Physics as a Second Language

One of my dorm buddies gifted me his old Physics book so I could see how they teach Physics here in Jordan… in Arabic. I now have even more respect for what my students are doing, learning all this really tough and abstract stuff in their second language. I got the book and looked at the cover, which just says Physics in Arabic (Al-Feeziya’, الفيزياء) and I thought to myself “Huh, so that’s how you spell that.” Nevermind when I started to look through it to see words like electromagnetic induction (الحث الكهر مغناطيسي if you were wondering) and concave and convex mirrors (المرآيا الكروية – المقعرة والمحدبة).

People ask me sometime what the students are like, and how they are different from American teens – if they are (which really in some ways they are) it’s something that I totally don’t even notice on a day to day basis. To me, there doesn’t seem to be this crazy huge cultural divide that I think everyone pictures in their head. It’s easy to forget that my students are named Mohammad and Yousef and Ahmed instead of Charlie and Mike and Spongebob, and that most are studying Islamic Theology at school instead of… well, no religion, and that many hail from “random” countries that strike fear in the uneducated of the US (I have 3 Saudis, 5 Syrians, 1 Kuwaiti and 1 Palestinian from Gaza) instead of from random states around the union that strike fear in those of us from normal states (Oklahoma, North Dakota, Wisconsin, Utah etc.).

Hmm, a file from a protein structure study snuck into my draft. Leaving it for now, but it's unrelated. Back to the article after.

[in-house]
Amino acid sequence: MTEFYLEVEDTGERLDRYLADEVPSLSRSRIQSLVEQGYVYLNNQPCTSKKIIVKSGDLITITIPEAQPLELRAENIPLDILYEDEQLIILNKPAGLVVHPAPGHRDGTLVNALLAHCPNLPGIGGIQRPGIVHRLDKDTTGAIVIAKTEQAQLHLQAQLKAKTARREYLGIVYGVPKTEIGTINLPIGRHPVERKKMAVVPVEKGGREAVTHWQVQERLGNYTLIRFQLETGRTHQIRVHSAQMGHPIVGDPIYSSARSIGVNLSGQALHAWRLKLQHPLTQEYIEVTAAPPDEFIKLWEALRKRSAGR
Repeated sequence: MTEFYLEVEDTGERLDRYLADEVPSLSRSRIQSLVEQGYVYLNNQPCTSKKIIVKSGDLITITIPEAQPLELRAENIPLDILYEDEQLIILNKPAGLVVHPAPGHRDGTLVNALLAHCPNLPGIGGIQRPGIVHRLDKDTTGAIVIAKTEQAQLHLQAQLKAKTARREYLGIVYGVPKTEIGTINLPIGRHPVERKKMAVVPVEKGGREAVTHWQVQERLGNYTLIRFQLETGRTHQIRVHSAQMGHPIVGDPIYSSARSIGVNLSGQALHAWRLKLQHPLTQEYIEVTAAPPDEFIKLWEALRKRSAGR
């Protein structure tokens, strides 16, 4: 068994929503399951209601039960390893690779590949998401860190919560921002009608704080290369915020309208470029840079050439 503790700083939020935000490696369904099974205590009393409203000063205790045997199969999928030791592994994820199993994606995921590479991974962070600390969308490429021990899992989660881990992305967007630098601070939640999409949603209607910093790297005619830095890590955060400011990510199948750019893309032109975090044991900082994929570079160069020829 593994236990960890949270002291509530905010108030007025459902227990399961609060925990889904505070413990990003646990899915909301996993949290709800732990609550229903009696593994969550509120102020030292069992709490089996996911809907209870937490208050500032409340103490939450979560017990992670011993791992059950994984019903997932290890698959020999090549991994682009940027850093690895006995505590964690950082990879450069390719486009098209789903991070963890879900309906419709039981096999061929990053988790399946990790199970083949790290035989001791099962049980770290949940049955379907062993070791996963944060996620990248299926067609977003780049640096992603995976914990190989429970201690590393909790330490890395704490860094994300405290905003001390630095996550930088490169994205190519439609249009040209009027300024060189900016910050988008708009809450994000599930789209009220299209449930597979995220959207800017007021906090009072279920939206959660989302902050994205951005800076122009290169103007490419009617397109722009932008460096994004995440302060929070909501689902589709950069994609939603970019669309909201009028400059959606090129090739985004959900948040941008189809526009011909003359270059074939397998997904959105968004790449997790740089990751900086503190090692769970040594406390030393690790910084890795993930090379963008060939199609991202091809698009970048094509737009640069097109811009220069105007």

The only times I really remember that it’s a different game we’re playing is when I give a quiz and 5 kids through up their hand “What’s a wrench?” or “What’s a dam?” or “What does quadruple mean?” It amazes me because they honestly have 100% perfect English in my mind, but it sucks because this difficult material is just that much harder when your language is 99% instead of 100%, and it sucks because they will be taking the same SAT, the same AP, the same everything as American kids, where will always be little things like that there to trip them up.

And it also sucks because it makes me realize how long it will be before I have the same level of fluency in Arabic (but if the Arabic Physics exams had any Arabic swears on them, I would be GOLDEN).

Posted on March 29, 2010, in Arabic, Jordan, Living Abroad, Physics, Teaching. Bookmark the permalink. Leave a comment.

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